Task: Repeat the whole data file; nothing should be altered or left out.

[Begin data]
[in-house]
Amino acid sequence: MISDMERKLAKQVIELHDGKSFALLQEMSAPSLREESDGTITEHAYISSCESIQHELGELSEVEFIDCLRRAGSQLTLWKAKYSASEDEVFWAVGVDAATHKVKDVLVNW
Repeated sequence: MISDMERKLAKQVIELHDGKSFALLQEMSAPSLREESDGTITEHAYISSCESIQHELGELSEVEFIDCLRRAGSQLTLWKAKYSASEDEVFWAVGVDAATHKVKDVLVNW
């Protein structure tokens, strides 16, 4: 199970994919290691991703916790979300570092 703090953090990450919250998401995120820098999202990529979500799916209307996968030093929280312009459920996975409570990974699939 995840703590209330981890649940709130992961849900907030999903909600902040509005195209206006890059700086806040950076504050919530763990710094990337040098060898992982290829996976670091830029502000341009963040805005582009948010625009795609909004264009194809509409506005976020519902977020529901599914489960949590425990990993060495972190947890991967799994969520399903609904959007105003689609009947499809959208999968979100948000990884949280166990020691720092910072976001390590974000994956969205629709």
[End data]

[in-house]
Amino acid sequence: MISDMERKLAKQVIELHDGKSFALLQEMSAPSLREESDGTITEHAYISSCESIQHELGELSEVEFIDCLRRAGSQLTLWKAKYSASEDEVFWAVGVDAATHKVKDVLVNW
Repeated sequence: MISDMERKLAKQVIELHDGKSFALLQEMSAPSLREESDGTITEHAYISSCESIQHELGELSEVEFIDCLRRAGSQLTLWKAKYSASEDEVFWAVGVDAATHKVKDVLVNW
């Protein structure tokens, strides 16, 4: 199970994919290691991703916790979300570092 703090953090990450919250998401995120820098999202990529979500799916209307996968030093929280312009459920996975409570990974699939 995840703590209330981890649940709130992961849900907030999903909600902040509005195209206006890059700086806040950076504050919530763990710094990337040098060898992982290829996976670091830029502000341009963040805005582009948010625009795609909004264009194809509409506005976020519902977020529901599914489960949590425990990993060495972190947890991967799994969520399903609904959007105003689609009947499809959208999968979100948000990884949280166990020691720092910072976001390590974000994956969205629709």